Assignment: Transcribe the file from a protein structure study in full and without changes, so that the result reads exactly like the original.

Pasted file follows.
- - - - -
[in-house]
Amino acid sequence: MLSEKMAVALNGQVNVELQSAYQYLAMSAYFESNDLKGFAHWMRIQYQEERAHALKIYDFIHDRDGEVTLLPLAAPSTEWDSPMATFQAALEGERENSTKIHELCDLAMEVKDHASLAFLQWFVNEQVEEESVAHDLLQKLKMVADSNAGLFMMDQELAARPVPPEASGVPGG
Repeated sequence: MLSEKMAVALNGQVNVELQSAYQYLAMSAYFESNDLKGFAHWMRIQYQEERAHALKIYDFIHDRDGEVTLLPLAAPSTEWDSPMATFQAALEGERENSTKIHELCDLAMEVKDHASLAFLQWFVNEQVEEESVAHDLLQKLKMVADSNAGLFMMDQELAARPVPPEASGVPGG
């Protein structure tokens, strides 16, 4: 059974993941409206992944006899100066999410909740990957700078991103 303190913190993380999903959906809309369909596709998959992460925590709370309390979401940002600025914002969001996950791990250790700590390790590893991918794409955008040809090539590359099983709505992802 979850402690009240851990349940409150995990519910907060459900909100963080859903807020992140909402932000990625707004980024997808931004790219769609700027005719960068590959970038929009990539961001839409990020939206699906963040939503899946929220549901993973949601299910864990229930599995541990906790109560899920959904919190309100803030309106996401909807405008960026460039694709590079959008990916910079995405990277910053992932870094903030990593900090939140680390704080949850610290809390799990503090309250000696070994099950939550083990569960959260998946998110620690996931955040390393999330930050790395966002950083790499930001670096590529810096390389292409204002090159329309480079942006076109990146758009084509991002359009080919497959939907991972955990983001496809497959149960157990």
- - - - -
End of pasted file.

[in-house]
Amino acid sequence: MLSEKMAVALNGQVNVELQSAYQYLAMSAYFESNDLKGFAHWMRIQYQEERAHALKIYDFIHDRDGEVTLLPLAAPSTEWDSPMATFQAALEGERENSTKIHELCDLAMEVKDHASLAFLQWFVNEQVEEESVAHDLLQKLKMVADSNAGLFMMDQELAARPVPPEASGVPGG
Repeated sequence: MLSEKMAVALNGQVNVELQSAYQYLAMSAYFESNDLKGFAHWMRIQYQEERAHALKIYDFIHDRDGEVTLLPLAAPSTEWDSPMATFQAALEGERENSTKIHELCDLAMEVKDHASLAFLQWFVNEQVEEESVAHDLLQKLKMVADSNAGLFMMDQELAARPVPPEASGVPGG
């Protein structure tokens, strides 16, 4: 059974993941409206992944006899100066999410909740990957700078991103 303190913190993380999903959906809309369909596709998959992460925590709370309390979401940002600025914002969001996950791990250790700590390790590893991918794409955008040809090539590359099983709505992802 979850402690009240851990349940409150995990519910907060459900909100963080859903807020992140909402932000990625707004980024997808931004790219769609700027005719960068590959970038929009990539961001839409990020939206699906963040939503899946929220549901993973949601299910864990229930599995541990906790109560899920959904919190309100803030309106996401909807405008960026460039694709590079959008990916910079995405990277910053992932870094903030990593900090939140680390704080949850610290809390799990503090309250000696070994099950939550083990569960959260998946998110620690996931955040390393999330930050790395966002950083790499930001670096590529810096390389292409204002090159329309480079942006076109990146758009084509991002359009080919497959939907991972955990983001496809497959149960157990």